Taiwan: Myanmar’s military regime has moved to shut down Facebook, blocking one of the main social media channels being used by the nation’s citizens to express opposition to a coup against the democratically elected government this week.
NetBlocks, the network monitoring group, confirmed state-owned telecom MPT had blocked Facebook as well as its Messenger, Instagram and WhatsApp services.
Aung San Suu Kyi last week inspecting the vaccination processes of health workers at a hospital in Naypyitaw, Myanmar. Credit:AP
The Southeast Asian nation’s army seized power on Monday, cutting short a transition to democracy and drawing condemnation from concerned citizens and the international community.
Public anger has so far not translated into mass street protests, although a small group waved banners and chanted anti-coup slogans in Mandalay yesterday while people took part in a noise campaign on the streets of Yangon after calls to show civil disobedience went out on social media.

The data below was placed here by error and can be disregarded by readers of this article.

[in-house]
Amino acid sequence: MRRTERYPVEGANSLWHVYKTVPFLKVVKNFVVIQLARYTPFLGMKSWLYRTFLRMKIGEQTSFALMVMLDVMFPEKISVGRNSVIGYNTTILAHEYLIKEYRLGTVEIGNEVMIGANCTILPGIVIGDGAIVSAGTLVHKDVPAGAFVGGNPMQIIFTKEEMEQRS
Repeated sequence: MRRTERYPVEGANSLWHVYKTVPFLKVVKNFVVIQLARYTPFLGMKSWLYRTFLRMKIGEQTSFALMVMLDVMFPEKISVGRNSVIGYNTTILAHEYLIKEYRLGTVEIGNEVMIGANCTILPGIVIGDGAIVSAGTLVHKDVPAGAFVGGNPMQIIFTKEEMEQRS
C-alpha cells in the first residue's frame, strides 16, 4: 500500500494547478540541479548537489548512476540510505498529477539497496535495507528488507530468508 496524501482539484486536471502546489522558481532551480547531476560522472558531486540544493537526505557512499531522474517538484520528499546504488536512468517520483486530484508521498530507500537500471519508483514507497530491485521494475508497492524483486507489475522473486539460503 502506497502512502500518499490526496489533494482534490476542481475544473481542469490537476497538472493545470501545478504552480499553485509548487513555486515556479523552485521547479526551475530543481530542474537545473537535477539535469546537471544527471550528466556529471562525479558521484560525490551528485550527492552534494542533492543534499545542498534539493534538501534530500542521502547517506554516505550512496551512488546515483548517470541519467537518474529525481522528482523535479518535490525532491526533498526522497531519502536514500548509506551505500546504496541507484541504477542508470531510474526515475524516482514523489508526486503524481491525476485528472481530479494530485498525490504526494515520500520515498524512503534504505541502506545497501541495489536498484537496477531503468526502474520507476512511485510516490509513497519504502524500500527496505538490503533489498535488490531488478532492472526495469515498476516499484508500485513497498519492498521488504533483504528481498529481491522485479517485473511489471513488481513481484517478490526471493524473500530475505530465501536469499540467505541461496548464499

Facebook is used by roughly half of the 53 million population. Many users in the country have changed their profile pictures to Aung San Suu Kyi, the popular civilian leader arrested during the coup, or to the red colour of her National League for Democracy party, which won 83 per cent of votes in a November election.
There were reports that members of the party gathered in hostels in Naypyitaw, the capital, yesterday to convene their first session of the parliament, which should have sat for the first time this week.
Facebook has also been used to share plans for evening protests, where residents have banged pots, pans and other household items on their balconies in a symbolic gesture to “ward off evil”.
The military has warned against the posting of what it said were rumours on social media that could incite rioting and cause instability.
Other social media channels including Twitter and Signal remain online, but the closing of Facebook presents a huge disruption to daily life.
Suu Kyi was charged on Wednesday with the illegal possession and use of imported walkie-talkies, while Win Myint, the president, was charged with violating COIVD-19 prevention rules. Both were remanded in custody and face up to three years in jail if convicted.
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